Networks in a World Unknown: Public WhatsApp Groups in the Venezuelan Refugee Crisis
By early March 2020, five million Venezuelans had fled their home country after its complete economic and institutional collapse, and over 1.6 million have migrated to Colombia. Migrants struggle to start their lives over in Colombia, having arrived with few economic resources, and often no legal documentation, in cities with little to offer them. Venezuelan migrants, however, rely heavily on mobile phones and social media networks as lifelines for information, opportunities, and resources -- making WhatsApp both a critical tool for migrants' settlement and integration, as well as an invaluable source of data through which we can better understand migrant experiences. This thesis explores the dynamics of public WhatsApp groups used by Venezuelan migrants to Colombia, and what they can tell us about how migrants use and share information. We center our research on information spread and trust, especially as they intersect with concentration and geographic heterogeneity within groups. We analyze messages and memberships broadly, then explore interaction within groups, fake news and economic scams, and effects of the coronavirus pandemic. Our results have a range of policy implications, from reflections on Colombia's decision to shut its borders amidst the coronavirus pandemic, to understandings of how aid organizations can effectively share information over social media channels.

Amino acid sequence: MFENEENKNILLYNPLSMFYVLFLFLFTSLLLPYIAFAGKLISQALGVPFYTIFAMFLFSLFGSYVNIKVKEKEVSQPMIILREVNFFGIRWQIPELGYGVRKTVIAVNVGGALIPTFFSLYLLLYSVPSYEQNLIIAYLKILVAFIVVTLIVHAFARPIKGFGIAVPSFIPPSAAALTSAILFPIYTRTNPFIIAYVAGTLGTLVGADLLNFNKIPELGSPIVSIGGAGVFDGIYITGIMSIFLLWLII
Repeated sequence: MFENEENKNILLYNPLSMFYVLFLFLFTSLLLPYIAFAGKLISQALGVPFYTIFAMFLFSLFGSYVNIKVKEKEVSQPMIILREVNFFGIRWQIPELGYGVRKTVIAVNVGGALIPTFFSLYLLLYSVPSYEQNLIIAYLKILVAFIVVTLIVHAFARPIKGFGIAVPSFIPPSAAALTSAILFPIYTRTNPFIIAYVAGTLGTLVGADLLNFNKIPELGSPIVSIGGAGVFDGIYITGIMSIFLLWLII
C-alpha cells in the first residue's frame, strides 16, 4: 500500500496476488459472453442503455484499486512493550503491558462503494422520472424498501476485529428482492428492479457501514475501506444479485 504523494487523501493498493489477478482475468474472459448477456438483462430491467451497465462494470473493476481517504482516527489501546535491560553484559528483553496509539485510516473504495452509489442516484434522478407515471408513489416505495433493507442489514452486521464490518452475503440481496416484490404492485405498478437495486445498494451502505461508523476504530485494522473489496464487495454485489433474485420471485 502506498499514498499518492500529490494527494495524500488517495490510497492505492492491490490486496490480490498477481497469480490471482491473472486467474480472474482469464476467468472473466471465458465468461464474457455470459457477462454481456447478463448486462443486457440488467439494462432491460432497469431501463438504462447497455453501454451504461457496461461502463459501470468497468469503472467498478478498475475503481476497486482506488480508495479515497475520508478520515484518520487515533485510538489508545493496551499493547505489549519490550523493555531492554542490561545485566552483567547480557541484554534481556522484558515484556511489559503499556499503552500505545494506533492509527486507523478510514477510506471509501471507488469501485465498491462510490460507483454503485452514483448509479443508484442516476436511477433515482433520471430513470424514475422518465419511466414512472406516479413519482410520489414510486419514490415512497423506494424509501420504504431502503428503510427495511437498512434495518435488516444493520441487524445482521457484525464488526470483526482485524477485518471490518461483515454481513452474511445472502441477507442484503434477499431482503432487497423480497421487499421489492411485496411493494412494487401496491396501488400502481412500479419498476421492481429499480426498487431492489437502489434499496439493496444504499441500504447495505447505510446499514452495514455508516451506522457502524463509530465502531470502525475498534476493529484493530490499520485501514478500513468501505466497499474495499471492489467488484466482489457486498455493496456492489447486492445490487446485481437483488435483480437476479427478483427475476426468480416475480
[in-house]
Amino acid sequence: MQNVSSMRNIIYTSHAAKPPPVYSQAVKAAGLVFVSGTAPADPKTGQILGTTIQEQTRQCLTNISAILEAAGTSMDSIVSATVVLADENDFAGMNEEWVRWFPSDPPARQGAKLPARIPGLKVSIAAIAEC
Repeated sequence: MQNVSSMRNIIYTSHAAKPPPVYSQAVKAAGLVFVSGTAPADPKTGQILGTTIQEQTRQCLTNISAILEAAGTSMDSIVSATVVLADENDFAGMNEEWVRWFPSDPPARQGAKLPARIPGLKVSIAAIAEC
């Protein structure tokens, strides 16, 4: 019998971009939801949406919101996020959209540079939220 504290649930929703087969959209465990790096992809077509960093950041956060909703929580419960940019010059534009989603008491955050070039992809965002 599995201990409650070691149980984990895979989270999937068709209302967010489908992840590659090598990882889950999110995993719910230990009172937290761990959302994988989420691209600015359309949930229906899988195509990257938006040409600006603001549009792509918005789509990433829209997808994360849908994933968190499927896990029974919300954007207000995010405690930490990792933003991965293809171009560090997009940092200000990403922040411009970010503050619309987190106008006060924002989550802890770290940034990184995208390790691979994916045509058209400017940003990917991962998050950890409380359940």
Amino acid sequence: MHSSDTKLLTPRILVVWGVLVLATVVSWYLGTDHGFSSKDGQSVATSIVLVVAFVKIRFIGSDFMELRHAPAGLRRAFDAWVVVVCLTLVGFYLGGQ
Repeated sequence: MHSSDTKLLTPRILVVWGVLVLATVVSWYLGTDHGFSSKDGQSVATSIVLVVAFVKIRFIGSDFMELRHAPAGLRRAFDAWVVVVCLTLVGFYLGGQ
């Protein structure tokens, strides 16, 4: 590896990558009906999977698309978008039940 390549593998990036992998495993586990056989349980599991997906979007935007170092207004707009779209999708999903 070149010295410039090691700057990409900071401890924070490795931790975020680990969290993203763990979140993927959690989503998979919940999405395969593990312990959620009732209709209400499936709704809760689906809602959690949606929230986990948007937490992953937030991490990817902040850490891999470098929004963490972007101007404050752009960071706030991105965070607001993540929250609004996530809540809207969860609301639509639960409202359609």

- Pub Date:
- May 2020
- Computer Science - Social and Information Networks;
- Statistics - Applications